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A no-brainer: National Parkinson’s Act advances committee to House vote

Rebecca Barnabi

jennifer wextonThe House Energy and Commerce Committee advanced the National Plan to End Parkinson’s Act yesterday.

The legislation will now go before the U.S. House for a vote.

Congresswoman Jennifer Wexton, 55, who has represented Virginia’s District 10 since 2019, shared in April 2023 that she was diagnosed with Parkinson’s. However, in September 2023, her diagnosis changed to Progressive Supranuclear Palsy.

“The National Plan to End Parkinson’s Act would be a transformative law marking a historic step in our fight against this truly horrible disease,” Wexton said. “There is an urgency to pass this legislation into law. While I know it likely won’t take effect in time to help me in my battle with PSP, this bill will save the lives of countless Americans and give families like mine hope all across the country. I’m grateful to Reps. Tonko and Bilirakis for leading this bill and allowing me to lend my voice to lift up this critical cause.”

The bipartisan legislation would bring key federal agency stakeholders together along with nonfederal experts, patients and caregivers to build a national plan to prevent, treat and cure Parkinson’s Disease, including Parkinsonisms like Progressive Supranuclear Palsy (PSP).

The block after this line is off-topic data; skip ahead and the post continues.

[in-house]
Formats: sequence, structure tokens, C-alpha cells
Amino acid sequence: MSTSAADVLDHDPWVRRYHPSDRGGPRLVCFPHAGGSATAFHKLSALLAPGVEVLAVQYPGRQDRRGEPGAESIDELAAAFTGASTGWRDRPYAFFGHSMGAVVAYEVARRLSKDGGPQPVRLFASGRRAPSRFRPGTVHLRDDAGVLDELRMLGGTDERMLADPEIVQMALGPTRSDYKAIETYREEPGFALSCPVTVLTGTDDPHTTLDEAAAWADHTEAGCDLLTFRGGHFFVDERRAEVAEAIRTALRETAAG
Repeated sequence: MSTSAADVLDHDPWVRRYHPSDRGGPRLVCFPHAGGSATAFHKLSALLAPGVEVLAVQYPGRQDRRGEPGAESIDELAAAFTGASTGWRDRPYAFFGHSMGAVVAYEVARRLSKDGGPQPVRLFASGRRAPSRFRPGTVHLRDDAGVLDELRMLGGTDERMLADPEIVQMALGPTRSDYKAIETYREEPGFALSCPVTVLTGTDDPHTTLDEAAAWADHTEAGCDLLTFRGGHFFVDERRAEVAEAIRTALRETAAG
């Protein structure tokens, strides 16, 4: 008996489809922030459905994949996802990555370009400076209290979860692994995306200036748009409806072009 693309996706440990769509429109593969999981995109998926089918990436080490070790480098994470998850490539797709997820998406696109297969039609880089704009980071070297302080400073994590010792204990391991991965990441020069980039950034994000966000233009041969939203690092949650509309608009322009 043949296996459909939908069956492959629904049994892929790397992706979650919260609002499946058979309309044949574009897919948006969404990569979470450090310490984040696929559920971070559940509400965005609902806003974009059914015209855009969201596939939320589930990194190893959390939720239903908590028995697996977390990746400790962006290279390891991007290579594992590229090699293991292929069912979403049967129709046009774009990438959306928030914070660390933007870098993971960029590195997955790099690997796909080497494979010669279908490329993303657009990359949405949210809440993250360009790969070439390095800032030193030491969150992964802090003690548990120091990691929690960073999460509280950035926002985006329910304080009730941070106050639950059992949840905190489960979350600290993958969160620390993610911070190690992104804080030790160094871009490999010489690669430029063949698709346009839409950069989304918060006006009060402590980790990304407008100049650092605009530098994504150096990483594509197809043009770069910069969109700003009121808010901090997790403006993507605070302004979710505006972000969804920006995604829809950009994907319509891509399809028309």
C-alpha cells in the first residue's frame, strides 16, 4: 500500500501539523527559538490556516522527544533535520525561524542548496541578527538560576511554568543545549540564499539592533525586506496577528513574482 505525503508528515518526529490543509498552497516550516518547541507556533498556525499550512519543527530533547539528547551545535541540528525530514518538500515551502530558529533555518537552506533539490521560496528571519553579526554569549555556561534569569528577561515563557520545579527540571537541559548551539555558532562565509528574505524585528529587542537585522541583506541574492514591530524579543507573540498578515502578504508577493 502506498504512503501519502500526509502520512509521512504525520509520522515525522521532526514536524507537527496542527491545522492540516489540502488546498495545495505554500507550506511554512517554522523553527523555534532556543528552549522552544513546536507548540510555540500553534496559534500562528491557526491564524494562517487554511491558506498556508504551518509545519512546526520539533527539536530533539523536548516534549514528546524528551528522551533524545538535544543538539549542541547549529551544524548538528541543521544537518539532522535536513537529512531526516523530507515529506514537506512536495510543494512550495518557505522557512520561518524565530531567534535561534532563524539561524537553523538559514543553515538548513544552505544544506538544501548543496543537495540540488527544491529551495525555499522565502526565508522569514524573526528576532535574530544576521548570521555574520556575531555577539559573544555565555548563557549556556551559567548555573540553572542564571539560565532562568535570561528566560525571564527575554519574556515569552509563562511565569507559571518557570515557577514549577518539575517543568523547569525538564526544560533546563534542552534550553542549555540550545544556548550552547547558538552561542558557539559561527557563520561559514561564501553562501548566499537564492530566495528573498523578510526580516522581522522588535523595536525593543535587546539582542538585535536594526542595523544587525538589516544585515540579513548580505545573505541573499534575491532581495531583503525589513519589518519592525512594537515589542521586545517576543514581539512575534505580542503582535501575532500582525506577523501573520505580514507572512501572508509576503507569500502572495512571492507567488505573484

The bill would also take a major step forward in the federal government’s work to confront the disease for the millions of Americans with Parkinson’s and Parkinsonisms, following the model of the National Alzheimer’s Project Act, signed into law in 2011, which has spurred major advances in the development and funding of research for treatments and cures for Alzheimer’s and related dementias.

Since announcing her diagnosis, Wexton has made it a priority to use her platform to raise awareness for brain health, including cosponsoring and championing the National Plan to End Parkinson’s Act.

Rebecca Barnabi

Rebecca Barnabi

Rebecca J. Barnabi is the national editor of Augusta Free Press. A graduate of the University of Mary Washington, she began her journalism career at The Fredericksburg Free-Lance Star. In 2013, she was awarded first place for feature writing in the Maryland, Delaware, District of Columbia Awards Program, and was honored by the Virginia School Boards Association’s 2019 Media Honor Roll Program for her coverage of Waynesboro Schools. Her background in newspapers includes writing about features, local government, education and the arts.